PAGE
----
Evaluation of ultrasound and fine-needle aspiration in the assessment of head and neck lesions
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Neck masses of uncertain character need further investigation through imaging and tissue sampling. This is the most extensive study in the literature of clinician-operated ultrasound and fine-needle aspiration (US + FNA) of the head and neck with histological verification, itemized into organ system. The purpose of the present study was to comprehensively evaluate the combination of US + FNA in the assessment of various kinds of head and neck lesions in the hand of the clinician in one single study.
A total of 408 histologically verified head and neck lesions in 376 consecutive patients undergoing all three diagnostic steps (US, FNA, US + FNA) were included. Excisional biopsy or core-needle biopsy served as a gold standard. US and FNA were evaluated alone and in combination to distinguish between malignant and benign lesions as well as to establish an approximate and specific diagnosis. Each calculation was itemized by organ system.
In detecting malignancy, US + FNA showed a significantly higher accuracy (97% vs 86% and 92%) than US and FNA alone. An approximate diagnosis was established in 93%, and a specific diagnosis in 88%, which was significantly better than that of US and FNA alone.
US + FNA is suited for an efficient evaluation of head and neck masses. This combined method should be the first line of investigation in such lesions before any other imaging and/or sampling methods. While discrepancies in diagnostic findings potentially occur, the key is the interpretation of the package (US and cytologic findings, clinical information) made in one consultation by one clinician to proceed in proper decision making regarding an adequate treatment plan. Consequently US + FNA belong to the standard armamentarium of the otolaryngologist.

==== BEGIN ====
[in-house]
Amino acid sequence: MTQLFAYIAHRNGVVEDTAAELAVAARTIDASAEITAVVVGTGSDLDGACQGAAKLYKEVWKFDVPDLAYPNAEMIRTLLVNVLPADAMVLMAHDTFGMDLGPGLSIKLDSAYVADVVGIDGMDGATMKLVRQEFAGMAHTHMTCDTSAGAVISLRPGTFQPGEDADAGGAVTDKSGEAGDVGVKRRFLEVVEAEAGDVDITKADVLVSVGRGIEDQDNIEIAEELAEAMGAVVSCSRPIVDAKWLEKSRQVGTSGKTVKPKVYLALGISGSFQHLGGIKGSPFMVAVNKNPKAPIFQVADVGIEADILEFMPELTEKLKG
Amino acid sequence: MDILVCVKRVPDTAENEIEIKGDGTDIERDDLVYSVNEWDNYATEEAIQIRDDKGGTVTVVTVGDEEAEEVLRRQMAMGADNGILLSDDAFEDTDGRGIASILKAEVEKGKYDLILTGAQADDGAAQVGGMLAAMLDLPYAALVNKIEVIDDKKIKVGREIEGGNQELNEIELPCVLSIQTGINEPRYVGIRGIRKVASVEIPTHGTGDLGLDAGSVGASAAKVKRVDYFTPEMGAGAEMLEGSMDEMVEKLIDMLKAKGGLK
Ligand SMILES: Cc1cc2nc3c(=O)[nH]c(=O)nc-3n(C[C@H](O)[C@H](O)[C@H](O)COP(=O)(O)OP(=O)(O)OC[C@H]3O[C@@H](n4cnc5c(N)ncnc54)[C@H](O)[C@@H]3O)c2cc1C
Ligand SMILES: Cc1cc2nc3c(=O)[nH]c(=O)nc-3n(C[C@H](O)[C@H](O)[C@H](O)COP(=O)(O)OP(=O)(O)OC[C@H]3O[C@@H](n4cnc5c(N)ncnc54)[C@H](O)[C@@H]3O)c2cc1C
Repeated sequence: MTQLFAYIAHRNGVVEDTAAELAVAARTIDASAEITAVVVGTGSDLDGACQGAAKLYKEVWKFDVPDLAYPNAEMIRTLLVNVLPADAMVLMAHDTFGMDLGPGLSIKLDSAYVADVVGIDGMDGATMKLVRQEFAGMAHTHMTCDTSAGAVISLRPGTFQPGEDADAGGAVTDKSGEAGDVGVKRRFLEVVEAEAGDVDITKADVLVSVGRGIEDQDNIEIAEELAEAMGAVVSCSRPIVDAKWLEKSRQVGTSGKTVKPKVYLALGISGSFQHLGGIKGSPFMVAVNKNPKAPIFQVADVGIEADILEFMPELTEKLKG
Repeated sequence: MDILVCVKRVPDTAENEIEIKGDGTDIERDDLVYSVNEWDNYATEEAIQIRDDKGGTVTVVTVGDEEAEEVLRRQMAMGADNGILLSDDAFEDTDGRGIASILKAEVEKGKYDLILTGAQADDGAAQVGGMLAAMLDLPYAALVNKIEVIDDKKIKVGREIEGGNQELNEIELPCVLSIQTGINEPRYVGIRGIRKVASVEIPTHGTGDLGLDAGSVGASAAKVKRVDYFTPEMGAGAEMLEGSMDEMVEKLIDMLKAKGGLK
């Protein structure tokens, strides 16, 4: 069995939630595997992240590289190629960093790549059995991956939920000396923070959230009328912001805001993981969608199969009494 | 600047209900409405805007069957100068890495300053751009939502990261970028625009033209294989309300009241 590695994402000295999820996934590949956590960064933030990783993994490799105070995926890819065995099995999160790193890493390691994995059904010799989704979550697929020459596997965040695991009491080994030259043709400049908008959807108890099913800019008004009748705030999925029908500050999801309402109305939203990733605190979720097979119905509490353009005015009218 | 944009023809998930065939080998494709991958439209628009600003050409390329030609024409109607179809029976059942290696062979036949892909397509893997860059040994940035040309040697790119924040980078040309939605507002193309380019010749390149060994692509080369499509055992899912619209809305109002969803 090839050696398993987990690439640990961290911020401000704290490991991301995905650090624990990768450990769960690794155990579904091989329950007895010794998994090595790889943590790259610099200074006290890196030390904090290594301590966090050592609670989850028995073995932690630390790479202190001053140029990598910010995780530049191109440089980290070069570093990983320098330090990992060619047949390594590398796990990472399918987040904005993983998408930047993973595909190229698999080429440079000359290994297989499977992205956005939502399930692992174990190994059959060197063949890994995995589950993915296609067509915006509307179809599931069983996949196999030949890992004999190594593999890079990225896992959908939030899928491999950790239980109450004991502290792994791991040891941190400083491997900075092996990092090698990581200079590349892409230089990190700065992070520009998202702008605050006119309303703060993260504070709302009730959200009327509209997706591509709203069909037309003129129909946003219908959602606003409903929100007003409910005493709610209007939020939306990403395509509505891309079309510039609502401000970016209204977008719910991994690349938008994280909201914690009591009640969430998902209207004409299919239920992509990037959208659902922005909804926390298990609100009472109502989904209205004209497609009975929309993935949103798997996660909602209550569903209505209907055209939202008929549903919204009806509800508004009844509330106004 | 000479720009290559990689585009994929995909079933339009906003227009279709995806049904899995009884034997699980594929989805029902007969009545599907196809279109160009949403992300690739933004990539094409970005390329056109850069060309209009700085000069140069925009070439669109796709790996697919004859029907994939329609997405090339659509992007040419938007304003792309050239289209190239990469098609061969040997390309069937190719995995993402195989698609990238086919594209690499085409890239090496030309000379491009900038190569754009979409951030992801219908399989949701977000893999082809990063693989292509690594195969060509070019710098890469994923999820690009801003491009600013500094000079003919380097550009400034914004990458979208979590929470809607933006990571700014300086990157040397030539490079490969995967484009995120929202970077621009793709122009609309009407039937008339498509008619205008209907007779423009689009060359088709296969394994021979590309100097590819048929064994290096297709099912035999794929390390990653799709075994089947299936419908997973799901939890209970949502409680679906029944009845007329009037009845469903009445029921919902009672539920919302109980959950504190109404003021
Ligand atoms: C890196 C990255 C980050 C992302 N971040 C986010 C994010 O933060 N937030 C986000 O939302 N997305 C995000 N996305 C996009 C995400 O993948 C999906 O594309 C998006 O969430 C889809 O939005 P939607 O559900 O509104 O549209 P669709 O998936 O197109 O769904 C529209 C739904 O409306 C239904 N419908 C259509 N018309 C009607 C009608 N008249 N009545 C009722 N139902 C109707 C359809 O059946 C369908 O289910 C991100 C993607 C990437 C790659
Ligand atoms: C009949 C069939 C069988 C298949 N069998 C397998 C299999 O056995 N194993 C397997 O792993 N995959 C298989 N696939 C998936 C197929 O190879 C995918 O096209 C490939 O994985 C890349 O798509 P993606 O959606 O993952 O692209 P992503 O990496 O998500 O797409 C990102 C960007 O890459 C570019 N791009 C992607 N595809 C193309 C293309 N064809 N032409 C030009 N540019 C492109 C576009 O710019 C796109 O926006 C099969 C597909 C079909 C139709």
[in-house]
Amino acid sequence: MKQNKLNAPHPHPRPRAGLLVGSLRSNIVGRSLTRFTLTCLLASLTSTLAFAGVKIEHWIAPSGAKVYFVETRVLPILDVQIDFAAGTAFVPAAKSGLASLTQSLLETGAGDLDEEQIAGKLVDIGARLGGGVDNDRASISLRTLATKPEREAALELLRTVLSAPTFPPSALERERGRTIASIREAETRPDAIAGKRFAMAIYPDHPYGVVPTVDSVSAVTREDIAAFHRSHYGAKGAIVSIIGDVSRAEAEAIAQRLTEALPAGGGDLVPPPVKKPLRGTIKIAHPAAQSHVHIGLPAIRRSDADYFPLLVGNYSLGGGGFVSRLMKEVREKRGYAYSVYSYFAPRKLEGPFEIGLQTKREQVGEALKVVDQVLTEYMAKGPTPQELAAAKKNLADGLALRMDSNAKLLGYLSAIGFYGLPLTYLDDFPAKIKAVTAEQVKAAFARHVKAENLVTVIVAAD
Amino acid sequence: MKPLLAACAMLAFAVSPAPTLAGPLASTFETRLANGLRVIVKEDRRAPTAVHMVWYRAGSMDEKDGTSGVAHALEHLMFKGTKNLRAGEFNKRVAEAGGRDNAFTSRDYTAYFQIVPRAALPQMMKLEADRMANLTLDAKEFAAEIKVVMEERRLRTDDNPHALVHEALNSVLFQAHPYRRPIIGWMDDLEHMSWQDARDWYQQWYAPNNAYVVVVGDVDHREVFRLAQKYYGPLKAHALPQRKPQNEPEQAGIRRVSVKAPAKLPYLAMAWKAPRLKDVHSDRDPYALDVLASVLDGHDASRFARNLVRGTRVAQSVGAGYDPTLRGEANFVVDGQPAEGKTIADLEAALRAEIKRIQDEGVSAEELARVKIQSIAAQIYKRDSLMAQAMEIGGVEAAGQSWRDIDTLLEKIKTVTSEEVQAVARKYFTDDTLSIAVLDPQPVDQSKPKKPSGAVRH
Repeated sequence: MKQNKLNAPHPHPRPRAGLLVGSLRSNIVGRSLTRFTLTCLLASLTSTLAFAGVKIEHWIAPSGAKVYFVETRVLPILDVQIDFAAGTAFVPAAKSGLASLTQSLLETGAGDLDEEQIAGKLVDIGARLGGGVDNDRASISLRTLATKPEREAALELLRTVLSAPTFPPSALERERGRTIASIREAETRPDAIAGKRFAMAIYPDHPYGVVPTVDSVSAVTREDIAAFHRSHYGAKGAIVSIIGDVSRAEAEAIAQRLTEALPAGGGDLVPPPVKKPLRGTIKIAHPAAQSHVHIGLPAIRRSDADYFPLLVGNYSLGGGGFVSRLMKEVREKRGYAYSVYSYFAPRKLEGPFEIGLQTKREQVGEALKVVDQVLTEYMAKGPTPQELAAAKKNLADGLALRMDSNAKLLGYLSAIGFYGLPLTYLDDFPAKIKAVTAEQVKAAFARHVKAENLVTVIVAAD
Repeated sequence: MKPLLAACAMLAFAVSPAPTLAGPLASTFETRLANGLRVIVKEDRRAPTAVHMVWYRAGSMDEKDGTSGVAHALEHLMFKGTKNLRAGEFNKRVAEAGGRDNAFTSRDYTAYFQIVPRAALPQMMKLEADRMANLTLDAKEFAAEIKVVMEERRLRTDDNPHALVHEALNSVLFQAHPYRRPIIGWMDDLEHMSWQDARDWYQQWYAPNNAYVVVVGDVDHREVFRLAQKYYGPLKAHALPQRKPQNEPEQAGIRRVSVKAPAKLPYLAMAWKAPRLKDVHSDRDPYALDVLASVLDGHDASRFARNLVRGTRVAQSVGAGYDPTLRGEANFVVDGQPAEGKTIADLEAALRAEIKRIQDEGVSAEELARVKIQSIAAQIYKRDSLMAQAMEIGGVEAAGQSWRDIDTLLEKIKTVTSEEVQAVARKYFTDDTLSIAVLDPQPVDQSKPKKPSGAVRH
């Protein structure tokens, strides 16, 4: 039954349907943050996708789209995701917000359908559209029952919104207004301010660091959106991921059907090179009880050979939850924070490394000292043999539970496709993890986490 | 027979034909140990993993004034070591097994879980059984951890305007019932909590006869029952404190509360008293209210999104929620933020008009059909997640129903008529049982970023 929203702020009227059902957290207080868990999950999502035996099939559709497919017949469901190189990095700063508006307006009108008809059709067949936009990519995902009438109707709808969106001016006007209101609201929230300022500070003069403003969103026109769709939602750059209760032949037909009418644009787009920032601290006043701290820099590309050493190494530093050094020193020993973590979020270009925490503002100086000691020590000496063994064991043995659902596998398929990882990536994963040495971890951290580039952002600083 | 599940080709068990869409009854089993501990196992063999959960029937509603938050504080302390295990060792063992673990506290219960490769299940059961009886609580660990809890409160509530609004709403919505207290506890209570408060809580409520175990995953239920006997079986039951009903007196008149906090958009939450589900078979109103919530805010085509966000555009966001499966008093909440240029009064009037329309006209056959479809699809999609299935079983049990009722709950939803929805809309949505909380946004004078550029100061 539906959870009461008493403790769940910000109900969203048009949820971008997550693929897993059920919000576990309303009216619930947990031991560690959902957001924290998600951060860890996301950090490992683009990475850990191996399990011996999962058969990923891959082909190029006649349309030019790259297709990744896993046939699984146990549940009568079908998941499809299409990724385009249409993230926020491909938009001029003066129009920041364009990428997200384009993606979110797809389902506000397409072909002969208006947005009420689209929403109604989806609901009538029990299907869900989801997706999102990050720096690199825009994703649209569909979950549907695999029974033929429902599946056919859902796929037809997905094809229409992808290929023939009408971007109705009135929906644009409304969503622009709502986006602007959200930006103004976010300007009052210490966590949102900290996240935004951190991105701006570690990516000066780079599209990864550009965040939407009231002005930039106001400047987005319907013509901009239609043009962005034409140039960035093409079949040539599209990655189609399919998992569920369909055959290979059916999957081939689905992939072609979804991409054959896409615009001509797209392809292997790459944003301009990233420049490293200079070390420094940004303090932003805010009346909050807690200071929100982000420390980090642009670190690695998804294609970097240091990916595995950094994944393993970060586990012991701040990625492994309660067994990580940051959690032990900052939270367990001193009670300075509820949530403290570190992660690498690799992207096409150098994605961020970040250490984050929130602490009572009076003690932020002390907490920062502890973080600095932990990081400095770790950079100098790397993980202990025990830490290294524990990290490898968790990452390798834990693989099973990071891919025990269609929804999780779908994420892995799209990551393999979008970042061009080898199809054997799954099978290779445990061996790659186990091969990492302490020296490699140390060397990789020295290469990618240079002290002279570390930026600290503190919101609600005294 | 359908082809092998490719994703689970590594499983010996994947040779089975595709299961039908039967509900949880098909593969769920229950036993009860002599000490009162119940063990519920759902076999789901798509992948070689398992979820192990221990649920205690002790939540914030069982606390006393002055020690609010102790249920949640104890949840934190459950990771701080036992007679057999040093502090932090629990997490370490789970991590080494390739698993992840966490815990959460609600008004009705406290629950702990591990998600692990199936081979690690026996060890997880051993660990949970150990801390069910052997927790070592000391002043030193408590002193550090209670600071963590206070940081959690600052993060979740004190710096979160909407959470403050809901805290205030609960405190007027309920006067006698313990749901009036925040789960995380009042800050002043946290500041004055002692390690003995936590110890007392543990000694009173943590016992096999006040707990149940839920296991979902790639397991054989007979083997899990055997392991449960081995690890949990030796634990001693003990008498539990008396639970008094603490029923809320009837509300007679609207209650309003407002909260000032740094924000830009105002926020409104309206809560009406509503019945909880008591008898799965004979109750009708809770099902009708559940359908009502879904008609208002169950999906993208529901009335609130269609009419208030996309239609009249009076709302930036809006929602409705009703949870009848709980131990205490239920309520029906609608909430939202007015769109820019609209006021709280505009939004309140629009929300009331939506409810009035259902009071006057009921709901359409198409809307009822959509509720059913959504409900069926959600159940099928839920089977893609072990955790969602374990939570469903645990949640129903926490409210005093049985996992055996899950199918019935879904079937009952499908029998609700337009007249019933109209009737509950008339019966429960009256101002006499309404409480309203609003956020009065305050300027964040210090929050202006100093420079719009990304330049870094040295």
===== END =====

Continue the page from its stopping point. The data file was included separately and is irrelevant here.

KeywordsDiagnostic imaging Tissue sampling Lymph nodes Soft tissue Thyroid Salivary gland
The authors thank Mrs. Katherine Horvath for the correction of their manuscript.
Compliance with ethical standards
Conflict of interest
The authors declare that they have no conflict of interest.
All methods were performed in accordance with the relevant guidelines and regulations. The study protocol met the ethical standards of the Declaration of Helsinki in its current version.
Informed consent to perform US, FNA and biopsy was obtained from all individual participants or their guardians.
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